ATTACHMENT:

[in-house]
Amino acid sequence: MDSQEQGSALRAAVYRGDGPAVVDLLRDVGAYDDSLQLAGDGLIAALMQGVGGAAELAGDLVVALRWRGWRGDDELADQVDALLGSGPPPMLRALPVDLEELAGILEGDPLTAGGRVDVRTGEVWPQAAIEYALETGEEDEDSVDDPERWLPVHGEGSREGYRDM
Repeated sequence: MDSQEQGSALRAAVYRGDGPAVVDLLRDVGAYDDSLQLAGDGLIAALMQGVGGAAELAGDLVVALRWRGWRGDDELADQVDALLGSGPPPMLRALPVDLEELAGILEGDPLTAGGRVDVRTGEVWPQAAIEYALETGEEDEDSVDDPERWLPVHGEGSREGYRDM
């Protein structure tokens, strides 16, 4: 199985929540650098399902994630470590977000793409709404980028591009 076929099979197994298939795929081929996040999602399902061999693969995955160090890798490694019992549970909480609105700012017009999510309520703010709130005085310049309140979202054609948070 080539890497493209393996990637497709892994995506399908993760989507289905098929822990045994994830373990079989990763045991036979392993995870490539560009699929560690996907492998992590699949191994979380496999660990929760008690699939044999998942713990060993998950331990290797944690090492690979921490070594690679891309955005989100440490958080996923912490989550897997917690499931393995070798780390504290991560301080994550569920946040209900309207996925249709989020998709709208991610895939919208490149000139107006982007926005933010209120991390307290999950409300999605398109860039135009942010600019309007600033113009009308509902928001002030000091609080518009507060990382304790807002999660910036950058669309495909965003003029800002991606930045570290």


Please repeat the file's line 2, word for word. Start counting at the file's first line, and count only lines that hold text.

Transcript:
Amino acid sequence: MDSQEQGSALRAAVYRGDGPAVVDLLRDVGAYDDSLQLAGDGLIAALMQGVGGAAELAGDLVVALRWRGWRGDDELADQVDALLGSGPPPMLRALPVDLEELAGILEGDPLTAGGRVDVRTGEVWPQAAIEYALETGEEDEDSVDDPERWLPVHGEGSREGYRDM